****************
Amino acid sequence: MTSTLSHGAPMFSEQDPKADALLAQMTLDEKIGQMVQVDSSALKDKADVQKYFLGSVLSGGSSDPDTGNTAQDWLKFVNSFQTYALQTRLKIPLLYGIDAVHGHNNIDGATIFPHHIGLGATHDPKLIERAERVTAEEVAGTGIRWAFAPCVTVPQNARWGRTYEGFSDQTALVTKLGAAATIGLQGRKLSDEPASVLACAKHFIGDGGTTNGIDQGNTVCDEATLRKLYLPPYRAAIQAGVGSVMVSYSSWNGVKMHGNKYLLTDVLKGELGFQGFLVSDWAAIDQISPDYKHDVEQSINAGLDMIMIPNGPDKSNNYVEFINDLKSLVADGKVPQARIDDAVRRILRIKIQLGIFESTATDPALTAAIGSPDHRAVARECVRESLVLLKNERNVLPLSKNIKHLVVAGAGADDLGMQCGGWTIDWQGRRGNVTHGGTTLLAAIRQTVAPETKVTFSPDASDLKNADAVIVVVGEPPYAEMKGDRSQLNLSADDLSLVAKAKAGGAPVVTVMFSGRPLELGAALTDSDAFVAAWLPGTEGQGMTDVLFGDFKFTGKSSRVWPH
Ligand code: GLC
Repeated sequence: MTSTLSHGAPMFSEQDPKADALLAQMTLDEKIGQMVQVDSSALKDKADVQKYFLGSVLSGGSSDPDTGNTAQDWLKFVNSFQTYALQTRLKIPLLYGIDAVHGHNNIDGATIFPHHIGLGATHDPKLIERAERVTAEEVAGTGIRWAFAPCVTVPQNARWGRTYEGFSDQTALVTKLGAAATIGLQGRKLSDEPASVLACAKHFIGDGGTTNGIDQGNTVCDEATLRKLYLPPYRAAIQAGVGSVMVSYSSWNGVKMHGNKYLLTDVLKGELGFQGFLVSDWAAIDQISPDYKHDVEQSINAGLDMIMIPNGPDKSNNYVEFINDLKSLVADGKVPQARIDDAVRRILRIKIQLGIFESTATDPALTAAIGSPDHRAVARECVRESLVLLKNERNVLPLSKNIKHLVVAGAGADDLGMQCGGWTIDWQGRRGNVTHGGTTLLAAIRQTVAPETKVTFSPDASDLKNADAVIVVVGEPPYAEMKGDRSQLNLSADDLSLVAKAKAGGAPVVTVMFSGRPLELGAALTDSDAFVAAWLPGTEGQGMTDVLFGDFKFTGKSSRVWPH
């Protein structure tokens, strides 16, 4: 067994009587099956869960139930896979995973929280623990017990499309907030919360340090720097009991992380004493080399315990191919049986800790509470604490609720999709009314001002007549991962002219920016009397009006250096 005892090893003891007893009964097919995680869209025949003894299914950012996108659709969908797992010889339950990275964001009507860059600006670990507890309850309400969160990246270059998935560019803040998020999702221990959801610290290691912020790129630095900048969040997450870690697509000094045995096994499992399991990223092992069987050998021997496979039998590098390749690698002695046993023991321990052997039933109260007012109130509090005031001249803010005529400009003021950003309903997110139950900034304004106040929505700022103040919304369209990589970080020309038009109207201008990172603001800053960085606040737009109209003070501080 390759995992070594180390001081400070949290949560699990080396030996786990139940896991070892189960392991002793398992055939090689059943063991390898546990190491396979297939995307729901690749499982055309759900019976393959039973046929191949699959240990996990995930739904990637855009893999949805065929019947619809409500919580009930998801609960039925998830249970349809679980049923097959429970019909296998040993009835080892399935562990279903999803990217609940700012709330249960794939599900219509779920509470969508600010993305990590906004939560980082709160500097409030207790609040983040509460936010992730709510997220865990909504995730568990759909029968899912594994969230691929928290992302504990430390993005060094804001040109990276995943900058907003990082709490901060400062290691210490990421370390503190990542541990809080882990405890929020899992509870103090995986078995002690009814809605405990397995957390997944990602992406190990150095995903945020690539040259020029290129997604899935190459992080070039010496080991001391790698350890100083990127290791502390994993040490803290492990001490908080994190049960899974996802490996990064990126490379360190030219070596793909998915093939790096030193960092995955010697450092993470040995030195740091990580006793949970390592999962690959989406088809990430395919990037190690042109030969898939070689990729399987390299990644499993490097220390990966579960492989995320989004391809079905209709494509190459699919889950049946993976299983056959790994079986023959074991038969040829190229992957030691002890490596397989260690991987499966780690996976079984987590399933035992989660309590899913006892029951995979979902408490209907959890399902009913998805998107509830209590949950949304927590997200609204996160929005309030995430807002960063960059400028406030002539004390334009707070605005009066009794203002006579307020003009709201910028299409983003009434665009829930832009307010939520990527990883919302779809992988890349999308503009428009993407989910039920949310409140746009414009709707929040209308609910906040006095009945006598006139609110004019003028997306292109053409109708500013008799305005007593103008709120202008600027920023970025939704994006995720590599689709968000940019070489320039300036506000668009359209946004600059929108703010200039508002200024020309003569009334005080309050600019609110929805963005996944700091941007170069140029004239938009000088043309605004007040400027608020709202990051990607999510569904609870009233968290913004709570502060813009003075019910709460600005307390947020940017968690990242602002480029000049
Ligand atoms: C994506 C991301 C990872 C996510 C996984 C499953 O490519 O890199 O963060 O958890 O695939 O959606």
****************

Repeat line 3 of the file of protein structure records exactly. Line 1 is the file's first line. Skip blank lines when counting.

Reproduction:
Repeated sequence: MTSTLSHGAPMFSEQDPKADALLAQMTLDEKIGQMVQVDSSALKDKADVQKYFLGSVLSGGSSDPDTGNTAQDWLKFVNSFQTYALQTRLKIPLLYGIDAVHGHNNIDGATIFPHHIGLGATHDPKLIERAERVTAEEVAGTGIRWAFAPCVTVPQNARWGRTYEGFSDQTALVTKLGAAATIGLQGRKLSDEPASVLACAKHFIGDGGTTNGIDQGNTVCDEATLRKLYLPPYRAAIQAGVGSVMVSYSSWNGVKMHGNKYLLTDVLKGELGFQGFLVSDWAAIDQISPDYKHDVEQSINAGLDMIMIPNGPDKSNNYVEFINDLKSLVADGKVPQARIDDAVRRILRIKIQLGIFESTATDPALTAAIGSPDHRAVARECVRESLVLLKNERNVLPLSKNIKHLVVAGAGADDLGMQCGGWTIDWQGRRGNVTHGGTTLLAAIRQTVAPETKVTFSPDASDLKNADAVIVVVGEPPYAEMKGDRSQLNLSADDLSLVAKAKAGGAPVVTVMFSGRPLELGAALTDSDAFVAAWLPGTEGQGMTDVLFGDFKFTGKSSRVWPH